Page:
Gays Are Different & It’s a Good Thing
Originally published by Justin T. Weller on The Huffington Post - 3/15/2017
We are different.
Simple, but clear. Sometimes people complicate things unnecessarily. I am guilty of it and I am sure if you are honest you know that from time to time you make the same mistake. Too often our intent is lost, and instead, we judge one another on our perception of someone else’s meaning. This leads to confusion and misunderstandings. Which, as I have previously discussed in past articles, leads to fear and then dumps us at the doorstep of hate.
Life as a member of the LGBT+ community is different. As I have come to learn to be different isn’t always a bad thing. Sure we are persecuted because we love the same sex, identify differently than our biological gender, or even just refuse to be confined to loving someone because of their physical characteristics. And yes, hundreds of thousands of the LGBT+ community have died at the hands of what was formerly known as GRID (Gay-Related Immune Deficiency), today we call it AIDS, just because our nation was too homophobic to accept that this disease threatens all Americans. But all told, there are some positives to being different.
Nearly 25,000 children in the foster care system have a home today because of LGB parents. Straight women are more likely to trust gay men when it relates to their appearance and dating advice than other straight men or women (sorry guys). Generally speaking, if you don’t like sympathy, the LGBT+ community is the place to be. Rarely will you find us expressing deep sorrow for someone based on their unfortunate life events. In fact, lesbians and gays are the least sympathetic demographic group toward a member of their own community, bisexuals.
For when we succumb to fear we are helpless, but when we harness it, we are unstoppable.
While you may not catch our community outwardly expressing sympathy, it doesn’t mean we don’t care. I would contend that the LGBT+ community is the most capable of experiencing empathy. Notice that I said empathy. As opposed to merely feeling sorry for someone else we appear more likely to imagine ourselves in their situation and experience the emotions that come with it. This gives us the unique opportunity to provide insightful advice as opposed to simple grief. This can lead to strong emotions, and while you might not get us to admit it, we experience turbocharged feelings.
For years, I have experienced the most gut-wrenching and heart-pounding emotions. Although, if you ask my friends and family they might say otherwise. Colleagues have frequently described me as stoic and occasionally cold. Be that as it may, those I am closest to, probably a total of two to three people, would tell you that I experience strong emotions.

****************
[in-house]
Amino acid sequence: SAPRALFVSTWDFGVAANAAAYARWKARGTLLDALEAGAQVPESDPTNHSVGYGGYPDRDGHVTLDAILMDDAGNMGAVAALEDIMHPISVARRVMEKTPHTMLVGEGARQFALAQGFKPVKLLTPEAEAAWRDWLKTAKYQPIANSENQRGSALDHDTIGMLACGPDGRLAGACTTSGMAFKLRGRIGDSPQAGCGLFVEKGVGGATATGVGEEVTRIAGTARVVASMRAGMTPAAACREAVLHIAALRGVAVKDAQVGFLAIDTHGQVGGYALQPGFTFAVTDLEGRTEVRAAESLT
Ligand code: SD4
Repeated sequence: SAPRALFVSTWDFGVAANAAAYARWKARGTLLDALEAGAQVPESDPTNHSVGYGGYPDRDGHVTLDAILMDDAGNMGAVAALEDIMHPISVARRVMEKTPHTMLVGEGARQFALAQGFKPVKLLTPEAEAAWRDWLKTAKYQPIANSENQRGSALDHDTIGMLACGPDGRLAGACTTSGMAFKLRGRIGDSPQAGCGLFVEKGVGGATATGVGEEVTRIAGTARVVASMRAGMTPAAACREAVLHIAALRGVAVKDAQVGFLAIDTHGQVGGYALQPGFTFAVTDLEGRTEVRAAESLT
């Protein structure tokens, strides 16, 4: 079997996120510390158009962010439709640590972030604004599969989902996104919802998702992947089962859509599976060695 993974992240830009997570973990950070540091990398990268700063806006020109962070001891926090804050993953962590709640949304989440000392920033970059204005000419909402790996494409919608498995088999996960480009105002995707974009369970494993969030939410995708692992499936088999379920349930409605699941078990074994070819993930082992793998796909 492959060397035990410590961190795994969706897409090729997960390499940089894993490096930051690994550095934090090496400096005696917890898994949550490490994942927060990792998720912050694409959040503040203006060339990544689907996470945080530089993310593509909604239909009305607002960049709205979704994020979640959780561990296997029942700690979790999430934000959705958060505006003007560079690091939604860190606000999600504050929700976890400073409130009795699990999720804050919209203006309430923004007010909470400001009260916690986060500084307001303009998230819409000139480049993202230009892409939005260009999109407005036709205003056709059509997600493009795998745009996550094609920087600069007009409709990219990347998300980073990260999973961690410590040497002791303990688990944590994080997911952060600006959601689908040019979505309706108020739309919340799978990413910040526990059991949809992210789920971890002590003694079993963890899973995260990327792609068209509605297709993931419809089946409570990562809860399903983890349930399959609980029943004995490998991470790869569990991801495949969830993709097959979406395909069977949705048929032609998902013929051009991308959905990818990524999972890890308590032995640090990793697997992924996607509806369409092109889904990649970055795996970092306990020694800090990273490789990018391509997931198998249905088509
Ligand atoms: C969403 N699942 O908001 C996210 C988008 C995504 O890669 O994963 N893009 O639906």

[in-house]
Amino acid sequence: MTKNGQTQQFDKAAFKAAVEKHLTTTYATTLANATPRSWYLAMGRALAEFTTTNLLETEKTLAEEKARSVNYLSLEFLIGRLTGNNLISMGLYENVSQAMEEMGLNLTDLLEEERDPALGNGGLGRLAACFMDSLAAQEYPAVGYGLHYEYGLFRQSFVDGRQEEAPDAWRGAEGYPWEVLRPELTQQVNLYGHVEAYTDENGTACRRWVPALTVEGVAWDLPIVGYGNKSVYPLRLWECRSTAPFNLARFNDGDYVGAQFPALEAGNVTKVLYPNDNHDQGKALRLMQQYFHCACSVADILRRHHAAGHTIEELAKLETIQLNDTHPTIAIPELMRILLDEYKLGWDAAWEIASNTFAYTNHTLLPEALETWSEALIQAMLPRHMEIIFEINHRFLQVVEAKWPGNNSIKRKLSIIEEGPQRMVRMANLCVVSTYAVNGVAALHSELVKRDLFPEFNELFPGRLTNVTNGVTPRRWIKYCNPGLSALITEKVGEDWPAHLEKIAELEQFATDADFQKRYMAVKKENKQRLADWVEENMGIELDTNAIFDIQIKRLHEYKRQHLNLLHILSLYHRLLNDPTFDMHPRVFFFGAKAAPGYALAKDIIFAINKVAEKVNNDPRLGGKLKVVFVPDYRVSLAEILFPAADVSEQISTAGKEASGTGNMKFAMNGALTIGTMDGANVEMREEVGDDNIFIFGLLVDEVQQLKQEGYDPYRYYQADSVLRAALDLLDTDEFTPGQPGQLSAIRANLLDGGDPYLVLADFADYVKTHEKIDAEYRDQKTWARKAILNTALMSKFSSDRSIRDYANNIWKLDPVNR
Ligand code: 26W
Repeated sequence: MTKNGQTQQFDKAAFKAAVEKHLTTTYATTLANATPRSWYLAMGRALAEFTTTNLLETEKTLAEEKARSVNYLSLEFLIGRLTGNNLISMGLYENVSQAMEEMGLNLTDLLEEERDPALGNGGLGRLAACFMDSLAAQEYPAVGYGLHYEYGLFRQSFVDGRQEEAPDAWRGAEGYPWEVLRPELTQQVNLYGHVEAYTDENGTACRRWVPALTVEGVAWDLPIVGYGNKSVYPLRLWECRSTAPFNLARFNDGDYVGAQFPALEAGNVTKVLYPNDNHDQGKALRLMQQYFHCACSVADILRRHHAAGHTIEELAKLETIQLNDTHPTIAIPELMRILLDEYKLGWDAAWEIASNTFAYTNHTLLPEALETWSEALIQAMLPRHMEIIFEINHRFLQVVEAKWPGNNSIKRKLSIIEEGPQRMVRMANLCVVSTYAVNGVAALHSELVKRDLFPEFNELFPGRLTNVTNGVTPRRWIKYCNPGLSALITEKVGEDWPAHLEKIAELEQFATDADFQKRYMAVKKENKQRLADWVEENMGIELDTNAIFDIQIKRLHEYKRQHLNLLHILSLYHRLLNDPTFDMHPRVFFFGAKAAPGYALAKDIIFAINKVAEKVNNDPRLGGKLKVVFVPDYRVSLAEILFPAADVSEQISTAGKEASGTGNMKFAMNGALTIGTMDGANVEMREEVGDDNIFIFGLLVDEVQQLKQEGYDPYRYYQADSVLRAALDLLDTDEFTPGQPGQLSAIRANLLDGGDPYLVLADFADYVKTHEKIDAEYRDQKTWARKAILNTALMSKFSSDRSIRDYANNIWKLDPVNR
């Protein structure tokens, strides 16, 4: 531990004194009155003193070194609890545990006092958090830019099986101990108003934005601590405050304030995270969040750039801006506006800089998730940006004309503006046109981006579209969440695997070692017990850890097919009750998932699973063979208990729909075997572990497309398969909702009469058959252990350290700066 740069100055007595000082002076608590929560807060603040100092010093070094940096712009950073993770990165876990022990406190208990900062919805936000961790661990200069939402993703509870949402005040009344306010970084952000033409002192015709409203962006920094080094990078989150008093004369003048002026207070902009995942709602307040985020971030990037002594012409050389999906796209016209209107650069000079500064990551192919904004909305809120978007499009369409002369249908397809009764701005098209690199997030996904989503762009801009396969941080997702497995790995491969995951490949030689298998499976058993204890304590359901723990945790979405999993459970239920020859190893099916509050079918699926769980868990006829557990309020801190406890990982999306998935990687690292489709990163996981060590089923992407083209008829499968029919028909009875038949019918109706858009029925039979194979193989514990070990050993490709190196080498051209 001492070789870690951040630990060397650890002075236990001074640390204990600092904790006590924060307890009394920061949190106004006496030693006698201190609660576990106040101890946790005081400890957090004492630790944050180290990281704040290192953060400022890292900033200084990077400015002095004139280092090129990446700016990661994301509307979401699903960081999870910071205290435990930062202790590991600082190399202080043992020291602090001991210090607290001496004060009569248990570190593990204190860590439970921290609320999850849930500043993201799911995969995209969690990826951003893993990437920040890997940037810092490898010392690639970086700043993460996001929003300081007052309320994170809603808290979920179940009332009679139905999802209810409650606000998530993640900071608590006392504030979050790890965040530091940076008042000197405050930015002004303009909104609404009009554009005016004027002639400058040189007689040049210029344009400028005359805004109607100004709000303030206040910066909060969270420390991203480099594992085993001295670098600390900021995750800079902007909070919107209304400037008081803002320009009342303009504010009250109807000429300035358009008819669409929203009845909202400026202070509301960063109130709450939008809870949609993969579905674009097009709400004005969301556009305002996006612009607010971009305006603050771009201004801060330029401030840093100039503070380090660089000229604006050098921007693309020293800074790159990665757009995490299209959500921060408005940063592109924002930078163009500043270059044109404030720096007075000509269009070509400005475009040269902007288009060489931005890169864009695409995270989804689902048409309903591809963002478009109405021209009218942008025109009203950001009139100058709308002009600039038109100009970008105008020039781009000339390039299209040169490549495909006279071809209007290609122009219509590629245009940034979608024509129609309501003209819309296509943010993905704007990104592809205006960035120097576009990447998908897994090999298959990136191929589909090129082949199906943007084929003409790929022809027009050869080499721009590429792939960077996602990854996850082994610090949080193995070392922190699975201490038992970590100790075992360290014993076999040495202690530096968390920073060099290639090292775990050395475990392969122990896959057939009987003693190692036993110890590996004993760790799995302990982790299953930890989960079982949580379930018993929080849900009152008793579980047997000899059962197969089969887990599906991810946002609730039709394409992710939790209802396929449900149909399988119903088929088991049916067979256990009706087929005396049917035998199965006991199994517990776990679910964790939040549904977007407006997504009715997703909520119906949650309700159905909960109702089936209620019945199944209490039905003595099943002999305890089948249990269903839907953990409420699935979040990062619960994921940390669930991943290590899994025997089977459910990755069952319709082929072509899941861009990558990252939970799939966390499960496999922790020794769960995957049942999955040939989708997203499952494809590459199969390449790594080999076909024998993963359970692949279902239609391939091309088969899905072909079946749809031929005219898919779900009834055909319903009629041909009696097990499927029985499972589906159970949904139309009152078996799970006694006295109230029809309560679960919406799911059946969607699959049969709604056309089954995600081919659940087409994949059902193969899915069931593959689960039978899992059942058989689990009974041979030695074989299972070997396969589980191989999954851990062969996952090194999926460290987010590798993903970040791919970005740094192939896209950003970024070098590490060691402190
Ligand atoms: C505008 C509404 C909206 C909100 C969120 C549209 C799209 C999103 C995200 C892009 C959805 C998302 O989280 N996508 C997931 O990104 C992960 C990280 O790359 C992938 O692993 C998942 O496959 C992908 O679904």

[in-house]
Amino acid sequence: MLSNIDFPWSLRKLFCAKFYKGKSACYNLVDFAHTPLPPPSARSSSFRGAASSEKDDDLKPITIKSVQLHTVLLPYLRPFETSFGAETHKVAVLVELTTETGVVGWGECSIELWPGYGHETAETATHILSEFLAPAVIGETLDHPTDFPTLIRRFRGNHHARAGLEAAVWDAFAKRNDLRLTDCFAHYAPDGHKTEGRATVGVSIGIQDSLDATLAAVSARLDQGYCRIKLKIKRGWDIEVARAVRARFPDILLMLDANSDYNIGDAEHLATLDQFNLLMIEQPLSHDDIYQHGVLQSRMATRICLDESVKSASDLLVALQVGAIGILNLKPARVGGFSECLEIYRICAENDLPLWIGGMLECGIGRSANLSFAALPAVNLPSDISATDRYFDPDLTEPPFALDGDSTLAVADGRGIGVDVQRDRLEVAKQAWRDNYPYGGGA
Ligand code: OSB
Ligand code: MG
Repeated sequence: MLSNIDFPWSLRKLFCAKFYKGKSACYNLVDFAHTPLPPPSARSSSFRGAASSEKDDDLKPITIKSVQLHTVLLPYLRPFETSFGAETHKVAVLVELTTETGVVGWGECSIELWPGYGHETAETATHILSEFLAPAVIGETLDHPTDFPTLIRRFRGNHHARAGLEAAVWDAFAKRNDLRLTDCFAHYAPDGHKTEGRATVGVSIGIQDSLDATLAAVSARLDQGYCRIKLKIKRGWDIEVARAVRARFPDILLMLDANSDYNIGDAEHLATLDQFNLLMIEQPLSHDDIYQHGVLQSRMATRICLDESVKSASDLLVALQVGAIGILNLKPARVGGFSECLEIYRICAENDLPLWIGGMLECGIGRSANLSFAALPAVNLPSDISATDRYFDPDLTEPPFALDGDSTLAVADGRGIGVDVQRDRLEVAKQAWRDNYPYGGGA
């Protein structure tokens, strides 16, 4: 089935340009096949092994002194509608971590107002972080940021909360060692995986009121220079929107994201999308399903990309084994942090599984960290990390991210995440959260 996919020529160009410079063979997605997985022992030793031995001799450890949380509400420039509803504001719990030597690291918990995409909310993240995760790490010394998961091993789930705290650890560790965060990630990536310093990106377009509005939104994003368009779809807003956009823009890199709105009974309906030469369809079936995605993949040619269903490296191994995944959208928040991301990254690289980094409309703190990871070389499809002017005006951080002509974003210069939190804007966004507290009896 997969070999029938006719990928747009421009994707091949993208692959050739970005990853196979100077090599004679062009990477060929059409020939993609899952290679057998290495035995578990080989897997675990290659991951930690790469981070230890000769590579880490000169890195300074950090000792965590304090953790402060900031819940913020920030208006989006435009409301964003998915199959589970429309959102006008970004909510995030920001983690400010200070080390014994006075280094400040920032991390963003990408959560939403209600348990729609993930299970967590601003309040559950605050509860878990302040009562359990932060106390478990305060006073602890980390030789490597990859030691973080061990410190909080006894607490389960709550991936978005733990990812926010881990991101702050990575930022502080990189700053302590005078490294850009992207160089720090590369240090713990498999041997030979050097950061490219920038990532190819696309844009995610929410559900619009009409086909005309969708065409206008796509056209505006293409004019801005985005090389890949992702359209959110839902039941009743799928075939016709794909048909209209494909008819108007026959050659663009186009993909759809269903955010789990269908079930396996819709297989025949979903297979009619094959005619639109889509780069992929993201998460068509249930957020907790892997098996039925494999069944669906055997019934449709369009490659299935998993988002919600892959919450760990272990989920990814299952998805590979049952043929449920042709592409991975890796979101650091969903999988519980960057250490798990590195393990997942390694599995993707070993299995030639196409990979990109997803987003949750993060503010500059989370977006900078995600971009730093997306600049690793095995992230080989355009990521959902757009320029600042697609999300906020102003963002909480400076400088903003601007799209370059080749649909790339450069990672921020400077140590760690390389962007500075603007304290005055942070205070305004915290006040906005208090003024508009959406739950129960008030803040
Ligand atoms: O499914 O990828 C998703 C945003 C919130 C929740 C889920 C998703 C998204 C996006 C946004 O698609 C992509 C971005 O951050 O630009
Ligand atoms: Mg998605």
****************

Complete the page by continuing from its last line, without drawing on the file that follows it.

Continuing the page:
When the first person I ever truly fell in love with and got engaged to refused to fight for our relationship I developed separation anxiety issues and signs of obsessive personality (not the same as OCD). Nearly a year later when he took his life, I blamed myself.
Sure these are things that anyone can experience, but most people show clear signs that they are facing these emotions. I tend to keep mine down inside.
“Hate builds in the gut and scales to the top of your chest. It feels hot on the face before rushing to every part of your body.” I wrote that in January. It is similar to how I experience anger. However, for me, anger stops in the throat. It constricts my airways and forces me to either bite my tongue and say nothing or spit shrewd comments that nip at people’s personalities.
I hid for years. I hid from my friends, my family, and from myself. I allowed fear to govern my behavior every day and, as much as I despise admitting it, I still submit to fear frequently.
But fear, like differences, isn’t all bad. It can be powerful and practical. For when we succumb to fear we are helpless, but when we harness it, we are unstoppable. Franklin D. Roosevelt said, “The only thing we have to fear is fear itself.” I would add that we must fear hate. If we tremble at the temple of hate, we can learn to fight back against fear.
Yes, we are different. I am different. The LGBT+ community lives in the deep darkness of emotional uncertainty. Like all darkness, there is nothing to fear for the darkness is not bad. It is quiet. It is calm. And, if we are not careful it can consume us, but we don’t need the light to see multiple paths. We just need faith to find the right path. From faith comes hope for a better tomorrow. A tomorrow where humanity can appreciate differences and celebrate our common longing, love.
Just this past week I caught one of my YouTube fans in a pissing match with someone wielding a ‘shotgun bible.’ I was disturbed to see two groups, both rooted in love, fighting over love because of fear and because of differences. I decided to speak up and said:
“Love is patient, love is kind. It does not envy, it does not boast, it is not proud. It does not dishonor others, it is not self-seeking, it is not easily angered, it keeps no record of wrongs,” 1 Corinthians 13:4-5.
We, the lesbians, gays, bisexuals, transgenders, pansexuals, queers, and questioning individuals are a community fighting for love. Let us demand it and let us show it unconditionally. For we are the 3% of the population who asks for but one thing: to love and to be loved free from fear.